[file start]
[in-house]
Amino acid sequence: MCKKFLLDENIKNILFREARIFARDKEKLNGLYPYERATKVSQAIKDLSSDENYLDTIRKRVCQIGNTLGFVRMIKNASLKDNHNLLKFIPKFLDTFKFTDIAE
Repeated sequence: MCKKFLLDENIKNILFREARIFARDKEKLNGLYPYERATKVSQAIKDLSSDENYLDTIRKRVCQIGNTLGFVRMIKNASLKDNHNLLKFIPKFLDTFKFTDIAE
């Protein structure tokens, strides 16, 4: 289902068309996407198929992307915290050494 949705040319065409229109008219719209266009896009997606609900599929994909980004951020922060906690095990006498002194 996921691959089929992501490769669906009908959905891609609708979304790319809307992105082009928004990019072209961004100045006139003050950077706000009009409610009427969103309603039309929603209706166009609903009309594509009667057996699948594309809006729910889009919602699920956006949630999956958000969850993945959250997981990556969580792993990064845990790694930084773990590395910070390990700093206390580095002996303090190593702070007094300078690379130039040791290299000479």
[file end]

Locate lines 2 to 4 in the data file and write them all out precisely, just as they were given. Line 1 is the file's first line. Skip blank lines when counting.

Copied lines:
Amino acid sequence: MCKKFLLDENIKNILFREARIFARDKEKLNGLYPYERATKVSQAIKDLSSDENYLDTIRKRVCQIGNTLGFVRMIKNASLKDNHNLLKFIPKFLDTFKFTDIAE
Repeated sequence: MCKKFLLDENIKNILFREARIFARDKEKLNGLYPYERATKVSQAIKDLSSDENYLDTIRKRVCQIGNTLGFVRMIKNASLKDNHNLLKFIPKFLDTFKFTDIAE
């Protein structure tokens, strides 16, 4: 289902068309996407198929992307915290050494 949705040319065409229109008219719209266009896009997606609900599929994909980004951020922060906690095990006498002194 996921691959089929992501490769669906009908959905891609609708979304790319809307992105082009928004990019072209961004100045006139003050950077706000009009409610009427969103309603039309929603209706166009609903009309594509009667057996699948594309809006729910889009919602699920956006949630999956958000969850993945959250997981990556969580792993990064845990790694930084773990590395910070390990700093206390580095002996303090190593702070007094300078690379130039040791290299000479």